Tutorials: A Unique Honors Experience
The Honors Program is full of opportunities for students to advance their education and grant themselves the full “honors” experience - and what better way than by taking an Honors tutorial? Honors tutorials are two credit “mini-courses” created especially for upperclassmen honors students which are designed to promote and facilitate close intellectual discussion between students and interaction with faculty members. Through these additional courses students can gain a more independent educational experience in classes of just around four students and work closely with a professor to explore a topic of interest. Students are graded pass/fail, must successfully complete all assigned requirements, projects, and expectations, to receive credit; they receive 2 credits and fulfill an honors course requirement (students must take an equivalent of 6 honors credits to graduate with distinction).
Interested students of junior and senior standing can notify Office Coordinator of the Honors Program Stacey Wanta (firstname.lastname@example.org) for approval and further instructions on how to register. Requests will be evaluated on the student’s class standing, number of honors courses already completed, and course/schedule conflicts that demonstrate a need for the tutorial. Included below are descriptions of past and current honors tutorials:
Tutorial Options – Spring 2017
Students will conduct research, develop, and create a map layer of the Green Bay, De Pere area. This map layer answers a question that could be asked and answered of a specific area of interest--such as ethnic groups, income distribution, particular businesses, etc.--of the student or in relation to his or her major. The final project will consist of the submission of a public map layer displaying research findings, a compilation of research and notes into a digital guidebook accompanying the map layer, and a final presentation to group members, the director, and faculty.
Honors-Killeen Tutorial Collaborative | Dr. Ben Chan and Fr. Ciferni
Students will engage in a series of faculty-led meetings, discussions, workshops, interviews, etc. focused on topics and texts of direct relevance to the Killeen Lecture Series speakers and guests. Sessions will be led by a philosophy and/or theological studies faculty member. As a final project, students will be expected to turn in an analytical/argumentative paper, write a personal reflection journal, and design a community volunteering project.
“The Museum as Classroom” (March 10 – 16, 2017) | Fr. James Neilson
By visiting the permanent collections of two major art museums (The Art Institute of Chicago and the Museum of Contemporary Art), a special exhibition highlighting the art of tattooing (Tattoo, The Field Museum) and Frank Lloyd Wright's 1909 masterpiece, Robie House, as well as two historic churches (Holy Family and Old St. Patrick's, both structures having survived the 1871 Great Fire of Chicago), the students will experience object-based teaching wherein their immersion into these rich environments of beauty and memory will act as the catalyst for a later public presentation on an artwork/architectural construct they couldn't stop thinking about.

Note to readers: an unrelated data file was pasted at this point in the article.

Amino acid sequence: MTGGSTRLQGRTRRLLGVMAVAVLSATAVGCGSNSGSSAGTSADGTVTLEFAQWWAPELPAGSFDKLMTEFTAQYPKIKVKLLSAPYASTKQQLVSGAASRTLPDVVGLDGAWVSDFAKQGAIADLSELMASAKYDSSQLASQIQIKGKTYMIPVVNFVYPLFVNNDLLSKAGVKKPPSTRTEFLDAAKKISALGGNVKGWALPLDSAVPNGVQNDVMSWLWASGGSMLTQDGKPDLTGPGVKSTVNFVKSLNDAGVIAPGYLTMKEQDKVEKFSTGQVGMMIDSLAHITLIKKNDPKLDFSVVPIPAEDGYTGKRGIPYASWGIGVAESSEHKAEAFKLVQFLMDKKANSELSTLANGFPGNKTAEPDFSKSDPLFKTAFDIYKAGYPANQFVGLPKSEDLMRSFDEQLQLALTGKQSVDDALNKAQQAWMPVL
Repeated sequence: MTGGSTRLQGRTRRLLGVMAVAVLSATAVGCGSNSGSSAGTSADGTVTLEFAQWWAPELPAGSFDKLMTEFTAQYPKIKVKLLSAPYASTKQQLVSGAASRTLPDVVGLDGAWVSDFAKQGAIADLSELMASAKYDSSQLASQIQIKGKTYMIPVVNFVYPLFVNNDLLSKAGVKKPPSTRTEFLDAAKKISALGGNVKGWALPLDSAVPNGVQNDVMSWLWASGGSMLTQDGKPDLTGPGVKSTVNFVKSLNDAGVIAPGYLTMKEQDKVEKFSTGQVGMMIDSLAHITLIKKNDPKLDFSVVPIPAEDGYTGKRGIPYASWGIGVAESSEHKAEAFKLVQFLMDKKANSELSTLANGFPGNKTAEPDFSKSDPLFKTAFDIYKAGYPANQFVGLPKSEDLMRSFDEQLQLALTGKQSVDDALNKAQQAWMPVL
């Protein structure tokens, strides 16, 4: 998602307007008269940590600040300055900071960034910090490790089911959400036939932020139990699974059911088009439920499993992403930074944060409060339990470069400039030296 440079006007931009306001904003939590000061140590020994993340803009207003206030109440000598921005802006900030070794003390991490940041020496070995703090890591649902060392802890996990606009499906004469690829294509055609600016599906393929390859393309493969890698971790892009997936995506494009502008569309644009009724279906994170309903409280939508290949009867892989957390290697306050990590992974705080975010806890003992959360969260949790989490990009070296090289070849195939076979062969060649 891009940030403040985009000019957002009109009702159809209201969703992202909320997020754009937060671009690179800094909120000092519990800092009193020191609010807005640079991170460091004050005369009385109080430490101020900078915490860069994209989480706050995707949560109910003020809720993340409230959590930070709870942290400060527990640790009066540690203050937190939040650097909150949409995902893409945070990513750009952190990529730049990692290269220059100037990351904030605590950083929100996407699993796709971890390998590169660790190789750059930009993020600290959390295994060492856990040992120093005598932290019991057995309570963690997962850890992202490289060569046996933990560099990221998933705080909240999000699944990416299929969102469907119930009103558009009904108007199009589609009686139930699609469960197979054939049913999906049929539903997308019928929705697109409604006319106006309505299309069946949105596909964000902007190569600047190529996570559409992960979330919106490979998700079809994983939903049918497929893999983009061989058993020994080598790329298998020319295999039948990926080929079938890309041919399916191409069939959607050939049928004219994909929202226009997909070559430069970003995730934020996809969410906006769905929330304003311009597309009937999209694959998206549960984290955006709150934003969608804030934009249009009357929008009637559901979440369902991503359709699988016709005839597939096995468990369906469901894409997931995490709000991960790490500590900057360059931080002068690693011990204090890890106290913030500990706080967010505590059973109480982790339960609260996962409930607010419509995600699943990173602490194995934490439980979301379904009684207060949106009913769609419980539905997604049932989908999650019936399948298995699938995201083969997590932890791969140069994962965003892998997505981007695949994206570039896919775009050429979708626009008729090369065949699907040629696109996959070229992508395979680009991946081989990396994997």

Itinerary Locations (tentative overview)
· Art Institute of Chicago
· Museum of Contemporary Art
· Field Museum
· Frank Lloyd Wright – Robie House
· Pre-Chicago Fire church architecture
· Public sculpture walking tour
· Tiffany Ceiling @ Macy’s Department Store
Philosophy in Film | Profs. Daniel Collete and Steven Burgess
Students will examine important questions in philosophy with an emphasis on ethics as told through film once per week. The students will read a short text before meeting by either a philosopher who proposes a particular theory exhibited in the film or a philosophical question that is raised. Films may include Avenue Montaigne, Waking Ned Devine, Good Bye Lenin!, Black Mirror: White Christmas, and Her. As a final project, students will complete a personal reflection journal.
CASA (Court Appointed Special Advocates) Partnership
Students will learn about the many aspects of the Court Appointed Special Advocate (CASA) of Brown County organization including the structure as a nonprofit, how it fills a need in a community, and recruiting and retaining volunteers. Students will also learn about abused and neglected children and the processes of Child Protection Services (CPS) and the Juvenile Court System. Students will also attend CASA meetings, participate in a service learning event, gain an understanding of the CASA organization and the Volunteer Advocate experience, learn about the juvenile court process and attend hearings, plan and participate in a campus-wide CASA Volunteer Advocate recruitment event, and conduct an interview with a CASA Volunteer Advocate.